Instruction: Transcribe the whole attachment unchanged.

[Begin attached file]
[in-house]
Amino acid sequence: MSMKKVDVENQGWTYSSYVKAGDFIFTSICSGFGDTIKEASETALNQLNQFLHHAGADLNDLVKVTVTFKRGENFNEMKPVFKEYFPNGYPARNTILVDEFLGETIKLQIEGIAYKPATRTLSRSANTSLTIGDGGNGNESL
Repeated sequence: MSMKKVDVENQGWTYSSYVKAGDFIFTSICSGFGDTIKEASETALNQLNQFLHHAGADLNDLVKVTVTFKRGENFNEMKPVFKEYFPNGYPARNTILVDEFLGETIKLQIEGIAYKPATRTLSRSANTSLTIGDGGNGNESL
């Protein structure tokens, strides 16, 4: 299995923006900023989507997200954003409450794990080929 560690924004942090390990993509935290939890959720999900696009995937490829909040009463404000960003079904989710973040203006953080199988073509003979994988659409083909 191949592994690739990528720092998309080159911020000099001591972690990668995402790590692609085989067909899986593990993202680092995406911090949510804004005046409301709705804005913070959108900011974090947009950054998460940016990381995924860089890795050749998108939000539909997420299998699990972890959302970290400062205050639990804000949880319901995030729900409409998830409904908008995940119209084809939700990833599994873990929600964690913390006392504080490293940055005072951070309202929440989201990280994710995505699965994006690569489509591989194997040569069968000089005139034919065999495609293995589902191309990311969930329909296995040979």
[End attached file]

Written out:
[in-house]
Amino acid sequence: MSMKKVDVENQGWTYSSYVKAGDFIFTSICSGFGDTIKEASETALNQLNQFLHHAGADLNDLVKVTVTFKRGENFNEMKPVFKEYFPNGYPARNTILVDEFLGETIKLQIEGIAYKPATRTLSRSANTSLTIGDGGNGNESL
Repeated sequence: MSMKKVDVENQGWTYSSYVKAGDFIFTSICSGFGDTIKEASETALNQLNQFLHHAGADLNDLVKVTVTFKRGENFNEMKPVFKEYFPNGYPARNTILVDEFLGETIKLQIEGIAYKPATRTLSRSANTSLTIGDGGNGNESL
């Protein structure tokens, strides 16, 4: 299995923006900023989507997200954003409450794990080929 560690924004942090390990993509935290939890959720999900696009995937490829909040009463404000960003079904989710973040203006953080199988073509003979994988659409083909 191949592994690739990528720092998309080159911020000099001591972690990668995402790590692609085989067909899986593990993202680092995406911090949510804004005046409301709705804005913070959108900011974090947009950054998460940016990381995924860089890795050749998108939000539909997420299998699990972890959302970290400062205050639990804000949880319901995030729900409409998830409904908008995940119209084809939700990833599994873990929600964690913390006392504080490293940055005072951070309202929440989201990280994710995505699965994006690569489509591989194997040569069968000089005139034919065999495609293995589902191309990311969930329909296995040979």